Why desktop Linux is getting better and better all the time.
The Linux desktop has evolved so far from the olden days of computing; the days of Gnome 1.0 and Red Hat Linux 6.2 are gone, but we have Ubuntu 14.04 and Linux Mint 16 Petra that are powering modern computers. Red Hat Linux 6.2 was the first Linux distribution that I was exposed to in the early days. I loved using it. There is an i386 ISO image of Red Hat Linux 6.2 if you want to have a look at this Linux distribution for yourself in Virtualbox. The first Ubuntu released was 4.10 Warty Warthog. This was the first official desktop release of Ubuntu for general desktop use. This may be downloaded for use if you wish. The Ubuntu desktop used in 8.10 was the Gnome 2.24 desktop environment. This used the classic two panels, one on top and one on the bottom. I loved using this Linux distribution. In the old days Windows `95 and `98 were very bad and a Linux desktop was quite a contrast to the virus and crash prone operating systems that Redmond WA put out. Windows 8.1 is out now and it still has annoying crashes. So nothing has really changed there. I noticed when watching the movie Elysium that when the main computer re-booted, it was using IDE hard drives.
Would a computer in the future really be using IDE? I use all SATA II hard drives. And Solid State Drives are becoming more and more popular. But the mainframe was running a UNIX based operating system, much like the computers in TRON Legacy. They ran a UNIX Solaris based OS. They were using a UNIX kernel to create a proprietary operating system. But I would love a copy of the OS if it really existed. Linux came about due to the existence of UNIX, which was a proprietary operating system and Linus Benidict Torvalds wanted to create a free alternative. Here is the famous newsgroups posting in comp.os.minix that started the whole Linux thing off. https://groups.google.com/forum/#!msg/comp.os.minix/4995SivOl9o/GwqLJlPSlCEJ. This is the most famous newsgroups posting and shows what a hobbyist programmer can create if they have the time and dedication to create a free alternative to a paid product. The old TurboLinux distribution was another one that I used to use as a recovery disk. It had cfdisk on it that I could use to partition disk drives. That was(is) a good program. Standard Linux fdisk is not very intuitive when using it as a partitioning tool. The modern Linux desktops are quite different from the older Gnome 2.28 desktop. I made a custom desktop with Windowmaker and Tint2. That is perfect for me when I am using a dual or single monitor system.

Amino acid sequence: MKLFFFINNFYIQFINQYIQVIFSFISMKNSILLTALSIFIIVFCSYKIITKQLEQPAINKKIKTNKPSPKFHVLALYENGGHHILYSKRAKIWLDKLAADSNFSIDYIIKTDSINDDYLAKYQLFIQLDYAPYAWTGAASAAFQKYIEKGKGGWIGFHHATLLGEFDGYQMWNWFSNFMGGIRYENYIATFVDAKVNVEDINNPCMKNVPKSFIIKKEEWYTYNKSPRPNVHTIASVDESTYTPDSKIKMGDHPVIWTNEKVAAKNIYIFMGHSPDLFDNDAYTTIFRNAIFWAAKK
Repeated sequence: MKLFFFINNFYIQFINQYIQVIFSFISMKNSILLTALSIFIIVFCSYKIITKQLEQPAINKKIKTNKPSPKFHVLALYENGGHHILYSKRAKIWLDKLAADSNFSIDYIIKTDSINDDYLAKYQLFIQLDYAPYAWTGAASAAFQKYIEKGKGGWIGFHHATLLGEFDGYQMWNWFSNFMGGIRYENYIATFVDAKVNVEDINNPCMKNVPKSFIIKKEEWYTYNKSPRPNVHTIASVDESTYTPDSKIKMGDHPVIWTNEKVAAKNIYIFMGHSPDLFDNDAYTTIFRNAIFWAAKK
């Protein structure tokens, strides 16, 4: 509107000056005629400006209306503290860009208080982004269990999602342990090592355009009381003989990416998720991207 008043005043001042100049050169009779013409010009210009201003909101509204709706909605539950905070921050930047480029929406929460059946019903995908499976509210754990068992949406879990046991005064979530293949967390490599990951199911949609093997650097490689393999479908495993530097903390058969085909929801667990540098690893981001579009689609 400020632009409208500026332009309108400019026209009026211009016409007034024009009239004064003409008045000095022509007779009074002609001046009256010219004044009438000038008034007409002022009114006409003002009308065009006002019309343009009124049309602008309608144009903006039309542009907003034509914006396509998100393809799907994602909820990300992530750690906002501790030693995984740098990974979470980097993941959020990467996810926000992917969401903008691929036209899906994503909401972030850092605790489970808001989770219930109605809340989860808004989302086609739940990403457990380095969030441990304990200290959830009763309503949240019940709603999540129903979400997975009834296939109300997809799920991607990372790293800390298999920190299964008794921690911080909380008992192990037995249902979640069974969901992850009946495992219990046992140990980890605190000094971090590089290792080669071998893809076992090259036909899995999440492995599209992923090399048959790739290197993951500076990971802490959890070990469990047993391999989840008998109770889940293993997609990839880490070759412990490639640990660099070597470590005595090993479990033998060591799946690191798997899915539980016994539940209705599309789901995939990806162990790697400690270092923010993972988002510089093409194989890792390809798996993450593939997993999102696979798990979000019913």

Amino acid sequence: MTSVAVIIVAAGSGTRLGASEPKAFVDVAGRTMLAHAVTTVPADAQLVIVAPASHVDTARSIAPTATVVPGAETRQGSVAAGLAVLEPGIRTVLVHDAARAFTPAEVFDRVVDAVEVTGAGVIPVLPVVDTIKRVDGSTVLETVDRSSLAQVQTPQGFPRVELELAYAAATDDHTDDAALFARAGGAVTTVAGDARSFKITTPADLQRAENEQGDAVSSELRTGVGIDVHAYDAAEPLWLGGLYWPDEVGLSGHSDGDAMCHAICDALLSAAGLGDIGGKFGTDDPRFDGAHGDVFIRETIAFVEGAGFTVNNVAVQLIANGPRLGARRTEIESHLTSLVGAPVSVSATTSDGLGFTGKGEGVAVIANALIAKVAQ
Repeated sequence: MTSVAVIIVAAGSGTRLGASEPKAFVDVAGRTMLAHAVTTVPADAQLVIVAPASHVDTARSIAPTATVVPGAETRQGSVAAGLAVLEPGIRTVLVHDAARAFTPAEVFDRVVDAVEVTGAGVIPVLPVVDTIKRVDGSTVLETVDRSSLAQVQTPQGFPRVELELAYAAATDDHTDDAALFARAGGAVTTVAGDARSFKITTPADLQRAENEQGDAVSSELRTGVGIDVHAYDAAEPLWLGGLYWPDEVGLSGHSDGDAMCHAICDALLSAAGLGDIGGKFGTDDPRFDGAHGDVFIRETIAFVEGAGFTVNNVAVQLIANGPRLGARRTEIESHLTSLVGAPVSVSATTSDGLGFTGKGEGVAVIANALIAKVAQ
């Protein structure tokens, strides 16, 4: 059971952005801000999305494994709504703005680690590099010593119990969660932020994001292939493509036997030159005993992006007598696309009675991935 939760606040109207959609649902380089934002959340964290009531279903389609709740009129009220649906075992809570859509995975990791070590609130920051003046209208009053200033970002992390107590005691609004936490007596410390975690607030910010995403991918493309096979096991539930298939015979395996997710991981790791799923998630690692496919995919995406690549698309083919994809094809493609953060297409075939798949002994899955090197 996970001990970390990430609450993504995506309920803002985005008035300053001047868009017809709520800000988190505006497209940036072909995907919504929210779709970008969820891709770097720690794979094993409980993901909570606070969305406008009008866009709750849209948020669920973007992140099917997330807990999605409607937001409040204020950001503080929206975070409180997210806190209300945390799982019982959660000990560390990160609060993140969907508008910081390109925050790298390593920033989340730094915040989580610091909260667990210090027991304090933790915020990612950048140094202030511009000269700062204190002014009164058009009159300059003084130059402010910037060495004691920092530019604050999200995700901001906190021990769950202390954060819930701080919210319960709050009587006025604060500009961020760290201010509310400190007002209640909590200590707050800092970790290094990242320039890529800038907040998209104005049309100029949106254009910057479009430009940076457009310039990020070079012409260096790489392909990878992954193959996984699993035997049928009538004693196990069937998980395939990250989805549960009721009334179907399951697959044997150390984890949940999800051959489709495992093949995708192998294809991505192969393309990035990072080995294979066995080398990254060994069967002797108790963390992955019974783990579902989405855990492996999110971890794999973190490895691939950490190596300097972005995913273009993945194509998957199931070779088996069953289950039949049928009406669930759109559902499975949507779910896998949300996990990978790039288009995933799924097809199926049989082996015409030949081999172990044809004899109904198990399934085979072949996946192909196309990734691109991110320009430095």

But Cinnamon and Gnome 3 have their fans. I am using the Unity desktop on Ubuntu 14.04 frequently. I have no problems with it at all. As log as the Modern UI from Windows 8 does not show up on Linux, I do not think that we need that. Someone will make it eventually, but I am not interested in Metro for Linux. A better and faster windowing system for Linux is a better wish for the desktop. If we could speed up the display of windows and create a better backend to the rendering of windows, that would make Linux even better. That is what Wayland is trying to achieve, but I have not been able to have a look at that yet. If we had proper open-source drivers for all NVidia and ATI hardware, this would make setting up a Linux system much easier. But we have to install the fglrx drivers instead. In the future this should be alleviated. On the topic of the Elysium movie, there is a posting that shows all of the shell action and UNIX commands that are used in this film. This is becoming quite a habit in Hollywood. Using realistic “hacking” scenes in modern movies. More realistic than the old Angelina Jolie movie “Hackers”. This might get more people interested in Linux and open-source software.
There is usage of the Nmap port scanning tool as well as scp. This helps make the command line look very cool indeed. Modern command-line shells do not have dialogs that pop up when a command is successful, but the rest of the command-line scenes are very cool looking.